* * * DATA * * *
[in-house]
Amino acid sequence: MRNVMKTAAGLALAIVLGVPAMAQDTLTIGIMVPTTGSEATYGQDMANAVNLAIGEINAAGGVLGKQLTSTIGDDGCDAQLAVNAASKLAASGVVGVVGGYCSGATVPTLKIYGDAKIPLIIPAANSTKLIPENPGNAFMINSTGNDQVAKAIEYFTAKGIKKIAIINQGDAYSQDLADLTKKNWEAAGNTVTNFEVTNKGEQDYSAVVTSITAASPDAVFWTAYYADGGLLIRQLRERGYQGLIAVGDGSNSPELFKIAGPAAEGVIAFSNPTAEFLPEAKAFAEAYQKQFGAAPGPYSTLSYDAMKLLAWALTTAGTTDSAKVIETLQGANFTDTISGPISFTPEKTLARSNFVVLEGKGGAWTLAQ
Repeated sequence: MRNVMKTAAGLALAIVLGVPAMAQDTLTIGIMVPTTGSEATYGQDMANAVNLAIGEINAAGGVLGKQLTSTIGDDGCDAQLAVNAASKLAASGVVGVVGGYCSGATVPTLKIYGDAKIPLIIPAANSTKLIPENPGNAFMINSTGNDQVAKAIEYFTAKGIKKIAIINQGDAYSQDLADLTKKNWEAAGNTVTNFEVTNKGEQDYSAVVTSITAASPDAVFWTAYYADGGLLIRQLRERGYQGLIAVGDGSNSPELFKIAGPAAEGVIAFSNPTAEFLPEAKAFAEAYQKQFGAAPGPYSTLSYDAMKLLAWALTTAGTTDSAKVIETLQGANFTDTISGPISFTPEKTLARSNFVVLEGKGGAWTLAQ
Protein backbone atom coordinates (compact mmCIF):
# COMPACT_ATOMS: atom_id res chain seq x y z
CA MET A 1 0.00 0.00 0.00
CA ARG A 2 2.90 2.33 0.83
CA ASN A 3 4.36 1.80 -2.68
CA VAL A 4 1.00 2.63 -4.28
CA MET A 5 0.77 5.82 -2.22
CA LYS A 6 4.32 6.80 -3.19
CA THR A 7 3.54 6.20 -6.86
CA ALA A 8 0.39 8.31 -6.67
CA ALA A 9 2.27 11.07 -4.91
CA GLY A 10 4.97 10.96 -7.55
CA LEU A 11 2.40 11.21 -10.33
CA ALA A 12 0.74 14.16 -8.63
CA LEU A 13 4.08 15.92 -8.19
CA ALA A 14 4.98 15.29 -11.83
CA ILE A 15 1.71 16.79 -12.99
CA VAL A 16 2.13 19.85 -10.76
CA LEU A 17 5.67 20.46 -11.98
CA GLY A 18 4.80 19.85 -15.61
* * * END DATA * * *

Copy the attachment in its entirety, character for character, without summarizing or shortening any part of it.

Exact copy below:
[in-house]
Amino acid sequence: MRNVMKTAAGLALAIVLGVPAMAQDTLTIGIMVPTTGSEATYGQDMANAVNLAIGEINAAGGVLGKQLTSTIGDDGCDAQLAVNAASKLAASGVVGVVGGYCSGATVPTLKIYGDAKIPLIIPAANSTKLIPENPGNAFMINSTGNDQVAKAIEYFTAKGIKKIAIINQGDAYSQDLADLTKKNWEAAGNTVTNFEVTNKGEQDYSAVVTSITAASPDAVFWTAYYADGGLLIRQLRERGYQGLIAVGDGSNSPELFKIAGPAAEGVIAFSNPTAEFLPEAKAFAEAYQKQFGAAPGPYSTLSYDAMKLLAWALTTAGTTDSAKVIETLQGANFTDTISGPISFTPEKTLARSNFVVLEGKGGAWTLAQ
Repeated sequence: MRNVMKTAAGLALAIVLGVPAMAQDTLTIGIMVPTTGSEATYGQDMANAVNLAIGEINAAGGVLGKQLTSTIGDDGCDAQLAVNAASKLAASGVVGVVGGYCSGATVPTLKIYGDAKIPLIIPAANSTKLIPENPGNAFMINSTGNDQVAKAIEYFTAKGIKKIAIINQGDAYSQDLADLTKKNWEAAGNTVTNFEVTNKGEQDYSAVVTSITAASPDAVFWTAYYADGGLLIRQLRERGYQGLIAVGDGSNSPELFKIAGPAAEGVIAFSNPTAEFLPEAKAFAEAYQKQFGAAPGPYSTLSYDAMKLLAWALTTAGTTDSAKVIETLQGANFTDTISGPISFTPEKTLARSNFVVLEGKGGAWTLAQ
Protein backbone atom coordinates (compact mmCIF):
# COMPACT_ATOMS: atom_id res chain seq x y z
CA MET A 1 0.00 0.00 0.00
CA ARG A 2 2.90 2.33 0.83
CA ASN A 3 4.36 1.80 -2.68
CA VAL A 4 1.00 2.63 -4.28
CA MET A 5 0.77 5.82 -2.22
CA LYS A 6 4.32 6.80 -3.19
CA THR A 7 3.54 6.20 -6.86
CA ALA A 8 0.39 8.31 -6.67
CA ALA A 9 2.27 11.07 -4.91
CA GLY A 10 4.97 10.96 -7.55
CA LEU A 11 2.40 11.21 -10.33
CA ALA A 12 0.74 14.16 -8.63
CA LEU A 13 4.08 15.92 -8.19
CA ALA A 14 4.98 15.29 -11.83
CA ILE A 15 1.71 16.79 -12.99
CA VAL A 16 2.13 19.85 -10.76
CA LEU A 17 5.67 20.46 -11.98
CA GLY A 18 4.80 19.85 -15.61